Half of the world’s population – 3.75 billion people – are under 30 years old. Nearly a quarter of the world’s population – 1.8 billion people – are between 10 and 24 years old, of whom 90% live in emerging and developing countries.
Governments and communities are challenged to meet the diverse needs of this large and growing population, and are having difficulty in building on the assets and opportunities offered by youth. A “youth bulge” strains education systems already struggling to provide the education necessary to foster a productive and engaged citizenry. As growing numbers of youth seek and compete for jobs, levels of unemployment among youth in resource-constrained areas increase; for example, Jordan, Iraq, and Saudi Arabia all have youth unemployment rates over 30%, more than twice the global average; more than half of South Africa’s youth are unemployed. These large numbers of unemployed youth can be a direct threat to peace and prosperity. Further, many youth in developing countries are both the victims and perpetrators of violence. The World Health Organization reports that homicide is the fourth leading cause of death in people aged 10 to 29, and that this age group accounts for 43% of global homicides. Further, they report that up to 24% of women’s first sexual experiences are forced.
However, youth offer great, often untapped, creativity, innovation, and passion for solving the challenges they see in their own communities, and often feel deep concern about issues of fairness and justice. Their developing cognitive capacity also helps them think outside the box more easily as regularly evidenced in the technology sector. Youth have the potential to be significant change agents and a source of innovation and creativity.
Whether large youth populations create strife or solutions depends on many variables. FHI 360 believes that a carefully facilitated iterative design process, combined with an evidence-driven, project-based learning approach will help youth build essential foundational (or soft) skills, equipping them for their futures, while channeling their significant energy, passion, and creativity towards addressing community challenges related to the overlapping domains of peace, planet, and prosperity.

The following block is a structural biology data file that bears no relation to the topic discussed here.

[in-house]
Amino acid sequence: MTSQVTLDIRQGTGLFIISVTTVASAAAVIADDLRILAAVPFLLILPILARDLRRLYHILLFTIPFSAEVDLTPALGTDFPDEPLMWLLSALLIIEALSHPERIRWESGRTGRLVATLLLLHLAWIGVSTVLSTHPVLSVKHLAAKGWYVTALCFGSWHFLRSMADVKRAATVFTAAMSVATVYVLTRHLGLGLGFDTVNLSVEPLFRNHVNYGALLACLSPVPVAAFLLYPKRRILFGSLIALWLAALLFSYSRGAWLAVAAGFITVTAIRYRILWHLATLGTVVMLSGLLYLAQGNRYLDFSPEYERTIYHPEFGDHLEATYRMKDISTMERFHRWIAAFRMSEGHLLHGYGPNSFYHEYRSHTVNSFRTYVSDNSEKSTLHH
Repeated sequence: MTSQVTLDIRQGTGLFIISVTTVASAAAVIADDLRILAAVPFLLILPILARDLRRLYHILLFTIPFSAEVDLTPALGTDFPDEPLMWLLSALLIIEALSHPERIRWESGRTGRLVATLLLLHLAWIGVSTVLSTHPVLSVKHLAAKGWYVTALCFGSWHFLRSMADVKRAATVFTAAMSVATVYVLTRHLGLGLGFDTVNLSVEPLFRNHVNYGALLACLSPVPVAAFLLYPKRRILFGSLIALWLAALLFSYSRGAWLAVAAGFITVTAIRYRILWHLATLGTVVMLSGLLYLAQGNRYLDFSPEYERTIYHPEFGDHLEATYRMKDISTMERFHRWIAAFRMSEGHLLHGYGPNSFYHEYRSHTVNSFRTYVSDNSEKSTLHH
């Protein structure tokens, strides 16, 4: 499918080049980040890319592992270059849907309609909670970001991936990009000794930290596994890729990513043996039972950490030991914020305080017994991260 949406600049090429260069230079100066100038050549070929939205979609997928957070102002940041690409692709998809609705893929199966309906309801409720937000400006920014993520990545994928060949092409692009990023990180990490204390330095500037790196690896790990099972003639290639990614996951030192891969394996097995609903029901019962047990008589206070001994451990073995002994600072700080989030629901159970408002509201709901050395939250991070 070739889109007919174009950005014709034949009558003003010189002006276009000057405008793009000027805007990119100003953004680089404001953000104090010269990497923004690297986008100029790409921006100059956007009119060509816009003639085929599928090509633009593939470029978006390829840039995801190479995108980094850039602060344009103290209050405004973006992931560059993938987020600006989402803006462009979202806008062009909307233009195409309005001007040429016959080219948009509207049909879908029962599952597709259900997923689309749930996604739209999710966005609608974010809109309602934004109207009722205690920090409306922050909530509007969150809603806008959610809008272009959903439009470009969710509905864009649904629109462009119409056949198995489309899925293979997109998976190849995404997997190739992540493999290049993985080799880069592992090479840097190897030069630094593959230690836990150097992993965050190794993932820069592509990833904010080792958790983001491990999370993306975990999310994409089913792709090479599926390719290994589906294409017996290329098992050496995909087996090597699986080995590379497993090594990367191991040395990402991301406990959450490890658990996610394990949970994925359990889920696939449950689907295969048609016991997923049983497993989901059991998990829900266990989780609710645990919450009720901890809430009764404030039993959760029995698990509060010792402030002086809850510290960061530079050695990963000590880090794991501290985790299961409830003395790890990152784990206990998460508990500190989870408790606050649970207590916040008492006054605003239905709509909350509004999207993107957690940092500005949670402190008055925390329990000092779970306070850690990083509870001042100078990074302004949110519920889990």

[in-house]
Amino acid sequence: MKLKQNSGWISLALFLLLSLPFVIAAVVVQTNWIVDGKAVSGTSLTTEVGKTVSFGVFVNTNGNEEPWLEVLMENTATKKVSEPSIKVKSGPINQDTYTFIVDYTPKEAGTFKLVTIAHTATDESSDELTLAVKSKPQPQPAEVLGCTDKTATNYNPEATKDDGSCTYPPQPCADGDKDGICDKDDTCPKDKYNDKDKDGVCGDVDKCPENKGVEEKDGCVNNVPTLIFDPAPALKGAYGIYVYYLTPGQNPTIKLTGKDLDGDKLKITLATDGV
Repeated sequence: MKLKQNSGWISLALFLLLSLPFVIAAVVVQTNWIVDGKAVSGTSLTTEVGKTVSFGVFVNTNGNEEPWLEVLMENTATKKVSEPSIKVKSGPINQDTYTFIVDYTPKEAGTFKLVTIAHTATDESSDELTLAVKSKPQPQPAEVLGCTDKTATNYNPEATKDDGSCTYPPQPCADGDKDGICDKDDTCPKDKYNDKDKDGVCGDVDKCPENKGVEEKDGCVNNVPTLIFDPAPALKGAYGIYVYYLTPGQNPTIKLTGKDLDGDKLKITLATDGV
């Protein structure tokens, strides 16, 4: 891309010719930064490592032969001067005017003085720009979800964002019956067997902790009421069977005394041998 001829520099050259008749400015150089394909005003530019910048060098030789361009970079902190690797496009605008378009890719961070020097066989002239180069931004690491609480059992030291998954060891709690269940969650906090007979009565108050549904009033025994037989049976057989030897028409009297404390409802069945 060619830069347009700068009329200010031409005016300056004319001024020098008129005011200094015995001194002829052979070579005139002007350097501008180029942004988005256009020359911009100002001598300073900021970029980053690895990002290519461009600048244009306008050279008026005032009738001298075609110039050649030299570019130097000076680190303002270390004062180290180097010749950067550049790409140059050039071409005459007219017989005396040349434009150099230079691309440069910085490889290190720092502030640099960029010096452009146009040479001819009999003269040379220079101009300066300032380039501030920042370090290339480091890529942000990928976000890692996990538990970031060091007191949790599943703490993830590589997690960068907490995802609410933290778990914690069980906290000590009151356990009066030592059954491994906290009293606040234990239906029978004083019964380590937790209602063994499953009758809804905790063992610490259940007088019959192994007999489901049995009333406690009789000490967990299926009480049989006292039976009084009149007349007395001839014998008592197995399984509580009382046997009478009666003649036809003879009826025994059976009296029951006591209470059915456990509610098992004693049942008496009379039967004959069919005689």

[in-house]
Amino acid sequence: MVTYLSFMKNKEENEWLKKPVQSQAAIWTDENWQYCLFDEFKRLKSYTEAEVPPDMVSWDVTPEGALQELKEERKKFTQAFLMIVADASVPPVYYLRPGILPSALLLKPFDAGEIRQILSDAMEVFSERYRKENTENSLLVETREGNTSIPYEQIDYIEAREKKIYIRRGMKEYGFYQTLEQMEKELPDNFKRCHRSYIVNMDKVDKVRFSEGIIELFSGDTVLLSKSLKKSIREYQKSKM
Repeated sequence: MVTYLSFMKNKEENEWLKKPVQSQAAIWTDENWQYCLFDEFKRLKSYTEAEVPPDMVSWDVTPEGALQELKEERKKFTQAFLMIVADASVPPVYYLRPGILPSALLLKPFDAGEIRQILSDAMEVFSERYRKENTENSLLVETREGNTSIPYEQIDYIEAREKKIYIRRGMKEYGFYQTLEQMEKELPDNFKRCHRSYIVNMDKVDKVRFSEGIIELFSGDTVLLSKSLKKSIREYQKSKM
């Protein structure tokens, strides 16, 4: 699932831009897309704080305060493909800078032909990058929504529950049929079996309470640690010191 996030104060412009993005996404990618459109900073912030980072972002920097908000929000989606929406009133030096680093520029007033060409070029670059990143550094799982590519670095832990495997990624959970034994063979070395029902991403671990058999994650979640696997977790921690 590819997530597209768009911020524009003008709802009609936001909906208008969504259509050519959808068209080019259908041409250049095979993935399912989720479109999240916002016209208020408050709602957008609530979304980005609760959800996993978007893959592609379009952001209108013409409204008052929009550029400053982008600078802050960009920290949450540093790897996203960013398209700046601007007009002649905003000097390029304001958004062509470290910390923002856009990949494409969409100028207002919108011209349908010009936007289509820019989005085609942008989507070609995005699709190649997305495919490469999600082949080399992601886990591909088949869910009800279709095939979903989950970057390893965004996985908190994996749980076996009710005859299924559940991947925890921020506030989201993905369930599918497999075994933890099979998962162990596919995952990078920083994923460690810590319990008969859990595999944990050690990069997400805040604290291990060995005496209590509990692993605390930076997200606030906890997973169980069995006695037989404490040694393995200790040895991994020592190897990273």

FHI 360 has conducted research that identifies the most important soft skills for youth outcomes, related to work, health and violence prevention, and will apply this evidence to develop a project-based and facilitator-led youth soft skills and design thinking curriculum that leads youth through an iterative design process of identifying and solving a real community problem, and doing so in partnership with a similar group of youth from another community. The curriculum will enable youth to address any of the IDEO challenge priorities pertinent to their local community and gain the confidence and capability to continue to be change agents in these communities.
This idea is grounded in the successful Design Squad Global (DSG) program, developed and implemented in partnership with WGBH in Boston, MA, and funded by the National Science Foundation and the Lemelson Foundation. DSG has designed a 6 or 12-week club-based curriculum that connects kids ages 10–14 in informal club settings. Kids explore engineering through fun-packed, high-energy, hands-on activities in partnership with a DSG club from a different country.
Aimed at younger children and primarily focused on engineering, DSG combines the design process (and the creative problem-solving and critical thinking skills this requires) with collaborative group work and international partnerships (and the communication, social and self-control skills this requires) enabling youth to develop these priority soft skills.
Our DSG experience, in particular, has given us significant insights into how to develop a curriculum that leads youth to understand and successfully apply an iterative design process to effect real change. It has afforded us valuable understanding of how to help youth make innovative ideas tangible, practical and implementable and how to appreciate the centrality of customer needs, perspectives and insights in this iterative process.
This experience has also shown us the value of a well designed and easy-to-implement curriculum. While FHI360 and WGBH have been involved in promoting the dissemination of DSG in 8 countries, almost 30 DSG programes are now running in 20 other countries through no project intervention.